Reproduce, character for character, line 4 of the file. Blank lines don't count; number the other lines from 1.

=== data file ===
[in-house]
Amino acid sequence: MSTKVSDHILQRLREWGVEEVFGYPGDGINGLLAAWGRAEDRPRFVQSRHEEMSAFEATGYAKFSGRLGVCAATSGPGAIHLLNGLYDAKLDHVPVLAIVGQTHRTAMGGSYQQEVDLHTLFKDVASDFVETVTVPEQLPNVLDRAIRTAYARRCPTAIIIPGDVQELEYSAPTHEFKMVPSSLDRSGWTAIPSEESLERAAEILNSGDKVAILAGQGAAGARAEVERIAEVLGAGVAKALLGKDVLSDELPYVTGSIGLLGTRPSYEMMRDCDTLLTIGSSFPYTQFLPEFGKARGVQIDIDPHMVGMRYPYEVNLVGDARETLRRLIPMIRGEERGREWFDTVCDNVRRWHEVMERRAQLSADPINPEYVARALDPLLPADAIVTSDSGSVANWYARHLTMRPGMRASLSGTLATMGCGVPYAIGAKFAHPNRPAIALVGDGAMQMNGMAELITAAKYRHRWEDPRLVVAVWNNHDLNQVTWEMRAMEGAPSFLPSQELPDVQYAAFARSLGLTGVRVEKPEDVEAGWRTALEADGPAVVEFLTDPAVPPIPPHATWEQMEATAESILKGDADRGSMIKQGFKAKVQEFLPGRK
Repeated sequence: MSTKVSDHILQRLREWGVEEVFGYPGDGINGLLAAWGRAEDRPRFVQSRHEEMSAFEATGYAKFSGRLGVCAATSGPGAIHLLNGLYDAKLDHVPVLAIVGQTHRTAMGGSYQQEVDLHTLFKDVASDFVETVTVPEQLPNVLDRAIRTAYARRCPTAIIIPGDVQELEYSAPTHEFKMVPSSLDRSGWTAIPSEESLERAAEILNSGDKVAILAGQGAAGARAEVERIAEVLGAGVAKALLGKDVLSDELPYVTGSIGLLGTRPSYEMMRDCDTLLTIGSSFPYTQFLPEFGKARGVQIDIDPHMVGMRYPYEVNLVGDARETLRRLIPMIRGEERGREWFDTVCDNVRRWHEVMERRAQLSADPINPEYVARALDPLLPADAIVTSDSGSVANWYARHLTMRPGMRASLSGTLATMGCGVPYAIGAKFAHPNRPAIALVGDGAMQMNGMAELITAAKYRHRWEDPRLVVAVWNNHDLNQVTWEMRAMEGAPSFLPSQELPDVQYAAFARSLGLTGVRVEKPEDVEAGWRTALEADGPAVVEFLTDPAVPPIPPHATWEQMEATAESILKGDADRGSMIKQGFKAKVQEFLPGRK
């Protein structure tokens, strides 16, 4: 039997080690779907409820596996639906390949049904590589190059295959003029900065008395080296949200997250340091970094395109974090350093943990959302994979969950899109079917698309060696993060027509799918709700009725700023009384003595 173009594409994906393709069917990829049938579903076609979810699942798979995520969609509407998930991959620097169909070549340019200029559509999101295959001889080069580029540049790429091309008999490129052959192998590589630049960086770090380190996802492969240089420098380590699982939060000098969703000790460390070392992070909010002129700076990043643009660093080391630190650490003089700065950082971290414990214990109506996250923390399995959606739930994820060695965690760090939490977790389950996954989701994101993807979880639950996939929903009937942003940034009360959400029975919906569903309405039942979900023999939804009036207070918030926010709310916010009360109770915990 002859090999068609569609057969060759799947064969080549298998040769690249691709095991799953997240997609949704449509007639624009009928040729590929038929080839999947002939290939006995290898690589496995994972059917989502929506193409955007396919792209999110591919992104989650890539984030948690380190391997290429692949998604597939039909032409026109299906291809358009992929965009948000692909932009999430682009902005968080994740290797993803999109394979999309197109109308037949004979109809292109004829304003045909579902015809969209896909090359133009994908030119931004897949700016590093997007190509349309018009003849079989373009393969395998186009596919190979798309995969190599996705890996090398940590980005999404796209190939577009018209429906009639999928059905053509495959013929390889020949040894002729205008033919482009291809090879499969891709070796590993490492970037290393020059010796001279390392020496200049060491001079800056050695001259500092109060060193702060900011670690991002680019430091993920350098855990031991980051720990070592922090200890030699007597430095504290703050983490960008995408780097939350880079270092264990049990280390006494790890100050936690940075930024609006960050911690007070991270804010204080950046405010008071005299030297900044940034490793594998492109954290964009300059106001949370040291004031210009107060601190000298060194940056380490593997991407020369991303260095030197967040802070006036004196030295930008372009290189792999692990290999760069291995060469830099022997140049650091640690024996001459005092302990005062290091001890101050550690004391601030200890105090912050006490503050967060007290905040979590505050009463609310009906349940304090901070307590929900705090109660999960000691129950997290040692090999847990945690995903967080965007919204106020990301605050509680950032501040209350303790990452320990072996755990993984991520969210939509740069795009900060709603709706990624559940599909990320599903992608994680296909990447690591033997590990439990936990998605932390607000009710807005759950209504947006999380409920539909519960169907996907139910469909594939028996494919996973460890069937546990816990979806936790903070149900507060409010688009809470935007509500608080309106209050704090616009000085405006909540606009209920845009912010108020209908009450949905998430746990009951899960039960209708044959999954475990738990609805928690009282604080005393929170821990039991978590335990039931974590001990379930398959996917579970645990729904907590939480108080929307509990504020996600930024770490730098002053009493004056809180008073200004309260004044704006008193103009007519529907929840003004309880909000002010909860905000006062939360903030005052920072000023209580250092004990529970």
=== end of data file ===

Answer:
């Protein structure tokens, strides 16, 4: 039997080690779907409820596996639906390949049904590589190059295959003029900065008395080296949200997250340091970094395109974090350093943990959302994979969950899109079917698309060696993060027509799918709700009725700023009384003595 173009594409994906393709069917990829049938579903076609979810699942798979995520969609509407998930991959620097169909070549340019200029559509999101295959001889080069580029540049790429091309008999490129052959192998590589630049960086770090380190996802492969240089420098380590699982939060000098969703000790460390070392992070909010002129700076990043643009660093080391630190650490003089700065950082971290414990214990109506996250923390399995959606739930994820060695965690760090939490977790389950996954989701994101993807979880639950996939929903009937942003940034009360959400029975919906569903309405039942979900023999939804009036207070918030926010709310916010009360109770915990 002859090999068609569609057969060759799947064969080549298998040769690249691709095991799953997240997609949704449509007639624009009928040729590929038929080839999947002939290939006995290898690589496995994972059917989502929506193409955007396919792209999110591919992104989650890539984030948690380190391997290429692949998604597939039909032409026109299906291809358009992929965009948000692909932009999430682009902005968080994740290797993803999109394979999309197109109308037949004979109809292109004829304003045909579902015809969209896909090359133009994908030119931004897949700016590093997007190509349309018009003849079989373009393969395998186009596919190979798309995969190599996705890996090398940590980005999404796209190939577009018209429906009639999928059905053509495959013929390889020949040894002729205008033919482009291809090879499969891709070796590993490492970037290393020059010796001279390392020496200049060491001079800056050695001259500092109060060193702060900011670690991002680019430091993920350098855990031991980051720990070592922090200890030699007597430095504290703050983490960008995408780097939350880079270092264990049990280390006494790890100050936690940075930024609006960050911690007070991270804010204080950046405010008071005299030297900044940034490793594998492109954290964009300059106001949370040291004031210009107060601190000298060194940056380490593997991407020369991303260095030197967040802070006036004196030295930008372009290189792999692990290999760069291995060469830099022997140049650091640690024996001459005092302990005062290091001890101050550690004391601030200890105090912050006490503050967060007290905040979590505050009463609310009906349940304090901070307590929900705090109660999960000691129950997290040692090999847990945690995903967080965007919204106020990301605050509680950032501040209350303790990452320990072996755990993984991520969210939509740069795009900060709603709706990624559940599909990320599903992608994680296909990447690591033997590990439990936990998605932390607000009710807005759950209504947006999380409920539909519960169907996907139910469909594939028996494919996973460890069937546990816990979806936790903070149900507060409010688009809470935007509500608080309106209050704090616009000085405006909540606009209920845009912010108020209908009450949905998430746990009951899960039960209708044959999954475990738990609805928690009282604080005393929170821990039991978590335990039931974590001990379930398959996917579970645990729904907590939480108080929307509990504020996600930024770490730098002053009493004056809180008073200004309260004044704006008193103009007519529907929840003004309880909000002010909860905000006062939360903030005052920072000023209580250092004990529970």